Booking an early evening show on the lake in July probably looked like a great idea when it was booked since there is no way they could have known that Southern Wisconsin would be in the middle of its worst drought in decades, and that the misery would be compounded by triple digit temperatures. I guess when you are playing in this kind of heat it helps to be so freaking cool. Even though I was sweating sitting in the shade, with a bandana around his neck and a big hat shading his face, Prophet never seemed to really mind the heat.
His new release Temple Beautiful is a tribute to his hometown of San Francisco, and it is pretty great. The go-to song is “The Left Hand and the Right Hand” about brothers Jim and Artie Mitchell, whom Prophet describes as a modern day Cain and Abel. (Watch the video starring creepy disembodied hands here http://www.rollingstone.com/music/videos/chuck-prophet-the-left-hand-and-the-right-hand-20120430). This was the first time I’d heard the story behind “White Night, Big City” which is dedicated to Harvey Milk, one of SF’s truly good guys. The title track is a tribute to a long gone punk club. It’s bouncy and fun with catchy chorus of “shoo be doo bop wop.” Only Prophet can take that sort of nonsense and make it sound profound, as he does with "You Did (bomp shooby doobie bomp)." A song that he likes to introduce as being so heavy we probably aren’t ready for it.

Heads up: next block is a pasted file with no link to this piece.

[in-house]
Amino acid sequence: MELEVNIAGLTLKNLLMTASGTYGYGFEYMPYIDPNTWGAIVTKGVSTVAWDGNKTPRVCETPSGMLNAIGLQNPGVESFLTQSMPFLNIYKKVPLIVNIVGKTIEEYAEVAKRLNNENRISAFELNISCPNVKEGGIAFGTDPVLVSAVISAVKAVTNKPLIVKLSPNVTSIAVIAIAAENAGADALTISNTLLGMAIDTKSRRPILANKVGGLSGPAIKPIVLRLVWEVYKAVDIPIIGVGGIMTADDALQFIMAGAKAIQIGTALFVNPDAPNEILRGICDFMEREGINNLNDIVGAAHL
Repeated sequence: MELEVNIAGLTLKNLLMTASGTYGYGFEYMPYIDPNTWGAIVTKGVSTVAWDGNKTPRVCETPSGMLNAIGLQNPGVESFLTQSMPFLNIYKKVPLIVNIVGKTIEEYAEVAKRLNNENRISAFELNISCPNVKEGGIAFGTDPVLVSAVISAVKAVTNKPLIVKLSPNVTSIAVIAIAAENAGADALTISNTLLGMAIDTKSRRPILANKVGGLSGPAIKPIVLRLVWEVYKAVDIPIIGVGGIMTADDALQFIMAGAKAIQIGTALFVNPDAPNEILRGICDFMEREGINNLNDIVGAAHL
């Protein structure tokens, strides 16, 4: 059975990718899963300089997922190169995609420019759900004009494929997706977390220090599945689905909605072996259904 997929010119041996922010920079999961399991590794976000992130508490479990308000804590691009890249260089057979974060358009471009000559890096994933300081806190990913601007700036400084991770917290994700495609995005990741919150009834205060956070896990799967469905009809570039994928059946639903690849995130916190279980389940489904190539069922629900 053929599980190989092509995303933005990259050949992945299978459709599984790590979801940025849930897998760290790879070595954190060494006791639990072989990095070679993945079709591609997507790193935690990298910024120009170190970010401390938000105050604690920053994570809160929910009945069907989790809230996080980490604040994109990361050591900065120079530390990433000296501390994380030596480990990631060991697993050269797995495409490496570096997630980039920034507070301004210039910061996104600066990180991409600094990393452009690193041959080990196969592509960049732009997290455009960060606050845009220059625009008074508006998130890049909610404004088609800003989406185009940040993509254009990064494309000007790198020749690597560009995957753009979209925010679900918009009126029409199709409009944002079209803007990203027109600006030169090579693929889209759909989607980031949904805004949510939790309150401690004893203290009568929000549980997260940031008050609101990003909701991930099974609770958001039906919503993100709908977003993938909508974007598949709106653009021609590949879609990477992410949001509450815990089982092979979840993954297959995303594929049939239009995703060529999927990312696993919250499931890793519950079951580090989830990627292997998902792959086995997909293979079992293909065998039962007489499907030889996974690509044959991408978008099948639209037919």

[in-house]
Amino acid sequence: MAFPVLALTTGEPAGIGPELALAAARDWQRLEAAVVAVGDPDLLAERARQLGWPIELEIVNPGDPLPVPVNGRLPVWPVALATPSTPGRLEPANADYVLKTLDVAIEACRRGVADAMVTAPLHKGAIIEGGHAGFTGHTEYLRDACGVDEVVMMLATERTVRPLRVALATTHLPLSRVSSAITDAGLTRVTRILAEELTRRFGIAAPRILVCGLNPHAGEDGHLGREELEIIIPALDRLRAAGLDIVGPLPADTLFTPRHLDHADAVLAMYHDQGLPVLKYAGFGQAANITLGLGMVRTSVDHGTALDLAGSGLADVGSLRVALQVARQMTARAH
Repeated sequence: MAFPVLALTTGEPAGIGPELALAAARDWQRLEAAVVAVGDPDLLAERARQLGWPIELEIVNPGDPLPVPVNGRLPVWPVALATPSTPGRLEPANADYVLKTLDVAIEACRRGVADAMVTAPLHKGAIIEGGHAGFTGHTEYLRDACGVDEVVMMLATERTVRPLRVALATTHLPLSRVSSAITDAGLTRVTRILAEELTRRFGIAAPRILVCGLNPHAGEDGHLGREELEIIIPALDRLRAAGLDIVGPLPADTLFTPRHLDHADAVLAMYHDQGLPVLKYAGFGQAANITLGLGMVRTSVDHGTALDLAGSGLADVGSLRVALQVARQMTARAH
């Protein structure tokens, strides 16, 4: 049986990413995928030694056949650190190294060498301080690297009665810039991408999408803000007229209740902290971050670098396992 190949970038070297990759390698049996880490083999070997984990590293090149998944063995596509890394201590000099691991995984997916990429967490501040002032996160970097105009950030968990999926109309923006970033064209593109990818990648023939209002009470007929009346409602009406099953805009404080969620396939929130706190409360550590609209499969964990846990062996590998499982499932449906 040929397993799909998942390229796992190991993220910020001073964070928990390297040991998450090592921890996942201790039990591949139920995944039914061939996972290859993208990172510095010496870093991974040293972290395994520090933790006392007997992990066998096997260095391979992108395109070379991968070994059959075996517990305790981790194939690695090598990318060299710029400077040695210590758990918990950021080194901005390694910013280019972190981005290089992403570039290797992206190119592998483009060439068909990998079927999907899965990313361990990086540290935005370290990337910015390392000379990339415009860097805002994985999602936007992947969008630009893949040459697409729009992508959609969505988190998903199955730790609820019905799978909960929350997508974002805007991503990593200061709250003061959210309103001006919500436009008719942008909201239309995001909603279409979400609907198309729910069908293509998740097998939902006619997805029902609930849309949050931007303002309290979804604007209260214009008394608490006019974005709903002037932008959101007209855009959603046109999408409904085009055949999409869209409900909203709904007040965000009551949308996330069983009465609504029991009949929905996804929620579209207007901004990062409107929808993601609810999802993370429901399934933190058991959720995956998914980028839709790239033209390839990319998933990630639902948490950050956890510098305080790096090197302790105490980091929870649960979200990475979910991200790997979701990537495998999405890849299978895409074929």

I don’t think anyone would have blamed him for cutting his set short but he certainly didn’t skimp. Of course “Summertime Thing” made an appearance; it’s hard to imagine a more perfect song for a night like tonight. As far as I know it’s the closest thing Prophet has had to a hit, but he has reinvented it over the years, and it’s great live. His wife Stephanie Finch took her turn at the mike with a song from her record. “Count the Days” was the second song of hers I’d heard and it convinced me to buy Cry Tomorrow after the show. Prophet has a knack for the perfect cover, often digging up garage rock nuggets for his shows. I’ve seen him do the Flaming Groovies “Shake Some Action” before, and it is one of his best.
While Prophet and band had the advantage of a setting sun for their set, Josh Harty and his band had no such relief, which made their blistering opening set even more amazing. They played a familiar set, including Dietrich Gosser’s “Empire Bar,” which Harty likes to mention is “the song my dad hates.” Seeing as he’s a preacher and the song is about too much time spent drinking whiskey, it is no surprise. It was pretty miserable, but they were certainly pros. Extra props to drummer Chris Sasman who had the hardest job of the night.
Yep, it was a show well worth the heat. Maybe next time Prophet plays Madison it will be in the cool confines of the House of Righteous Music. I can only hope.
The Josh Harty Band
Chuck Prophet & the Mission Express